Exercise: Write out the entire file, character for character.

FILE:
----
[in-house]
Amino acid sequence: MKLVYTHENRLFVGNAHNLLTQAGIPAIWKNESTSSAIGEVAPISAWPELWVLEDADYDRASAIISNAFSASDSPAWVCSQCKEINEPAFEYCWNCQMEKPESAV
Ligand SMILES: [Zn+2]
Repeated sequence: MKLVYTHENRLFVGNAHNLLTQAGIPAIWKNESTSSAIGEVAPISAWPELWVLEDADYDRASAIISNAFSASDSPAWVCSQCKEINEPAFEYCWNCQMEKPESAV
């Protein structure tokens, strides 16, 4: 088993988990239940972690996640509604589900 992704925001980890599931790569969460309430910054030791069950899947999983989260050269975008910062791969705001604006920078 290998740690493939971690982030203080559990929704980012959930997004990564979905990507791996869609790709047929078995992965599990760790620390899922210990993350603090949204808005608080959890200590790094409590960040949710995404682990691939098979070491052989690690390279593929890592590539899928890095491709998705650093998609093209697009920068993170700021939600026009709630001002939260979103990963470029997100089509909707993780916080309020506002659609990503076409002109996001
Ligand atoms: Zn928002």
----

[in-house]
Amino acid sequence: MKLVYTHENRLFVGNAHNLLTQAGIPAIWKNESTSSAIGEVAPISAWPELWVLEDADYDRASAIISNAFSASDSPAWVCSQCKEINEPAFEYCWNCQMEKPESAV
Ligand SMILES: [Zn+2]
Repeated sequence: MKLVYTHENRLFVGNAHNLLTQAGIPAIWKNESTSSAIGEVAPISAWPELWVLEDADYDRASAIISNAFSASDSPAWVCSQCKEINEPAFEYCWNCQMEKPESAV
């Protein structure tokens, strides 16, 4: 088993988990239940972690996640509604589900 992704925001980890599931790569969460309430910054030791069950899947999983989260050269975008910062791969705001604006920078 290998740690493939971690982030203080559990929704980012959930997004990564979905990507791996869609790709047929078995992965599990760790620390899922210990993350603090949204808005608080959890200590790094409590960040949710995404682990691939098979070491052989690690390279593929890592590539899928890095491709998705650093998609093209697009920068993170700021939600026009709630001002939260979103990963470029997100089509909707993780916080309020506002659609990503076409002109996001
Ligand atoms: Zn928002």